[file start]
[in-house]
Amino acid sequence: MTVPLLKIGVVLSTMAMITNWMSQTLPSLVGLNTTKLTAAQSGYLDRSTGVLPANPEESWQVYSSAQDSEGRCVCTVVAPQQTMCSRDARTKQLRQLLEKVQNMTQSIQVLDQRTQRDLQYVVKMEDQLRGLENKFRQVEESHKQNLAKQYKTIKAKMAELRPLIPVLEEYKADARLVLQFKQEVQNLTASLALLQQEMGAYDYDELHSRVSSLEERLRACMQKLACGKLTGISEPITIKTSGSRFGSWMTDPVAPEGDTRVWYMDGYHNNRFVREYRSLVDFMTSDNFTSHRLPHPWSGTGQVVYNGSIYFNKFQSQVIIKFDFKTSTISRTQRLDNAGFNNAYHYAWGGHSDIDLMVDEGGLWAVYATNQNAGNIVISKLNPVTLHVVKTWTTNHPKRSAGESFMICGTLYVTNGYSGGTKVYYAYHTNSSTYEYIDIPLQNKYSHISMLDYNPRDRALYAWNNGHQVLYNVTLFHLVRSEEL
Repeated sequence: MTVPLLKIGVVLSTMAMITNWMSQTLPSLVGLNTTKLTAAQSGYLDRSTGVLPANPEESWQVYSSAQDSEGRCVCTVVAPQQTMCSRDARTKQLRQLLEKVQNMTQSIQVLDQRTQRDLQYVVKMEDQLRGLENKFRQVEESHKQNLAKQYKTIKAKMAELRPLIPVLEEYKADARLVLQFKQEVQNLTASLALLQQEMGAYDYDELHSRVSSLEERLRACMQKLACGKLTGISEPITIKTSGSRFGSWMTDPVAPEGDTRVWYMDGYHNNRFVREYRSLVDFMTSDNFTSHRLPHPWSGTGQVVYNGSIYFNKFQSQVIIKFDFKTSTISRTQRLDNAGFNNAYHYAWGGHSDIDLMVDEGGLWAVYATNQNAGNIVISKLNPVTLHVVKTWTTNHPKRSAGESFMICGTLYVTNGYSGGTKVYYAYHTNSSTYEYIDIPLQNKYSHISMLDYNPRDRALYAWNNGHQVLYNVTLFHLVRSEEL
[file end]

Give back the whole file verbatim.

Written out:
[in-house]
Amino acid sequence: MTVPLLKIGVVLSTMAMITNWMSQTLPSLVGLNTTKLTAAQSGYLDRSTGVLPANPEESWQVYSSAQDSEGRCVCTVVAPQQTMCSRDARTKQLRQLLEKVQNMTQSIQVLDQRTQRDLQYVVKMEDQLRGLENKFRQVEESHKQNLAKQYKTIKAKMAELRPLIPVLEEYKADARLVLQFKQEVQNLTASLALLQQEMGAYDYDELHSRVSSLEERLRACMQKLACGKLTGISEPITIKTSGSRFGSWMTDPVAPEGDTRVWYMDGYHNNRFVREYRSLVDFMTSDNFTSHRLPHPWSGTGQVVYNGSIYFNKFQSQVIIKFDFKTSTISRTQRLDNAGFNNAYHYAWGGHSDIDLMVDEGGLWAVYATNQNAGNIVISKLNPVTLHVVKTWTTNHPKRSAGESFMICGTLYVTNGYSGGTKVYYAYHTNSSTYEYIDIPLQNKYSHISMLDYNPRDRALYAWNNGHQVLYNVTLFHLVRSEEL
Repeated sequence: MTVPLLKIGVVLSTMAMITNWMSQTLPSLVGLNTTKLTAAQSGYLDRSTGVLPANPEESWQVYSSAQDSEGRCVCTVVAPQQTMCSRDARTKQLRQLLEKVQNMTQSIQVLDQRTQRDLQYVVKMEDQLRGLENKFRQVEESHKQNLAKQYKTIKAKMAELRPLIPVLEEYKADARLVLQFKQEVQNLTASLALLQQEMGAYDYDELHSRVSSLEERLRACMQKLACGKLTGISEPITIKTSGSRFGSWMTDPVAPEGDTRVWYMDGYHNNRFVREYRSLVDFMTSDNFTSHRLPHPWSGTGQVVYNGSIYFNKFQSQVIIKFDFKTSTISRTQRLDNAGFNNAYHYAWGGHSDIDLMVDEGGLWAVYATNQNAGNIVISKLNPVTLHVVKTWTTNHPKRSAGESFMICGTLYVTNGYSGGTKVYYAYHTNSSTYEYIDIPLQNKYSHISMLDYNPRDRALYAWNNGHQVLYNVTLFHLVRSEEL